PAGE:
2008 iTest Problems/Problem 77
Problem
With about six hours left on the van ride home from vacation, Wendy looks for something to do. She starts working on a project for the math team.
There are sixteen students, including Wendy, who are about to be sophomores on the math team. Elected as a math team officer, one of Wendy's jobs is to schedule groups of the sophomores to tutor geometry students after school on Tuesdays. The way things have been done in the past, the same number of sophomores tutor every week, but the same group of students never works together. Wendy notices that there are even numbers of groups she could select whether she chooses or students at a time to tutor geometry each week:
Playing around a bit more, Wendy realizes that unless she chooses all or none of the students on the math team to tutor each week that the number of possible combinations of the sophomore math teamers is always even. This gives \her an idea for a problem for the Jupiter Falls High School Math Meet team test:
How many of the 2009 numbers on Row 2008 of Pascal's Triangle are even?
Wendy works the solution out correctly. What is her answer?
Solution
Drawing Pascal's triangle Mod 2 reveals a repeating even/odd structure.
Every Pascal's triangle of size can be decomposed into triangles of size which include the all-zero "inner" triangle with vertices
and the three identical "outer" triangles with vertices
i)
ii) and
iii)
as shown in the previous diagram (starting at row 0):
Method 1 (direct)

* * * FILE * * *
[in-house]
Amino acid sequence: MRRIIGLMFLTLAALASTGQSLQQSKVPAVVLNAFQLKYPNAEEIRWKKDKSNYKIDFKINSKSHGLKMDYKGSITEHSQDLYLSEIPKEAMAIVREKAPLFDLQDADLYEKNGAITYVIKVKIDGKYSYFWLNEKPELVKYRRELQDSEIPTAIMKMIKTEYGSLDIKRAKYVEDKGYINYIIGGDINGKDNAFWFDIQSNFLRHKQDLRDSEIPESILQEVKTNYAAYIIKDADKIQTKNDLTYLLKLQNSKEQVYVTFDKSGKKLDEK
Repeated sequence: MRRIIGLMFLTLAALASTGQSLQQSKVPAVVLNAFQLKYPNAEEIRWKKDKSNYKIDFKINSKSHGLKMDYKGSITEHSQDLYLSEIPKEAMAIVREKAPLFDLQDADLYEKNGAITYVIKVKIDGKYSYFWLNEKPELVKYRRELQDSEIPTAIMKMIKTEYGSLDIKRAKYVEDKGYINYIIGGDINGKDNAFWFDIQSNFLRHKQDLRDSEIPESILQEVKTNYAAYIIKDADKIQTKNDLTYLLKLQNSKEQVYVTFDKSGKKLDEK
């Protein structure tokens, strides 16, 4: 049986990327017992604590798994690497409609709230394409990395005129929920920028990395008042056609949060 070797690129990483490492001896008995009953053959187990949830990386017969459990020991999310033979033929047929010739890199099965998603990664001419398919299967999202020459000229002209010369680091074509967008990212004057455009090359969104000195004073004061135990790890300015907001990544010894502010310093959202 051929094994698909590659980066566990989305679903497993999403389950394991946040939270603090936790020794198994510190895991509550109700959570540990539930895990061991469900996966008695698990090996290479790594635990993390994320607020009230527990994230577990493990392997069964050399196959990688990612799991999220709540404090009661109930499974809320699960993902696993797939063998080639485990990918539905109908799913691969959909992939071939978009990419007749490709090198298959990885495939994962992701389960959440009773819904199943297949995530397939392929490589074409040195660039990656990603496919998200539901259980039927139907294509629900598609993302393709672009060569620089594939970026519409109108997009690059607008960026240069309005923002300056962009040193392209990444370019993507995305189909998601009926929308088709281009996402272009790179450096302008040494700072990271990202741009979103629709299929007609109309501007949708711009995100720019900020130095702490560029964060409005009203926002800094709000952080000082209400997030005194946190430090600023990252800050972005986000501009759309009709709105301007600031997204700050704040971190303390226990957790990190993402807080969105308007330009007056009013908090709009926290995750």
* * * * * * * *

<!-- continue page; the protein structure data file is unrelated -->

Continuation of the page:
Let be the number of EVEN numbers in the row of the Pascal triangle and let . Then we have the following recursive relation reflecting the fact that the row associated with is just 2 copies of the row associated with along with zeros associated with the "inner" triangle.
Substitution yeilds
The algebra behind the self-similarity of the parity Pascal triangle is due to the fact that if is the maximum power of 2 that divides a, then is also the maximum power of 2 that divides .
Method 2 (indirect)
The recursion relation can be simplified by focusing instead on the number of odd entries in the row of the Pascal triangle. Let be the number of ODD numbers in the row of the Pascal triangle , and let then we have the following recursive relation reflecting the fact that the row associated with is just 2 copies of the row associated with along with an "inner" triangle of evens which does not contribute to the sum.
Then
.
See Also
2008 iTest (Problems) | ||
Preceded by: Problem 76 |
Followed by: Problem 78 | |
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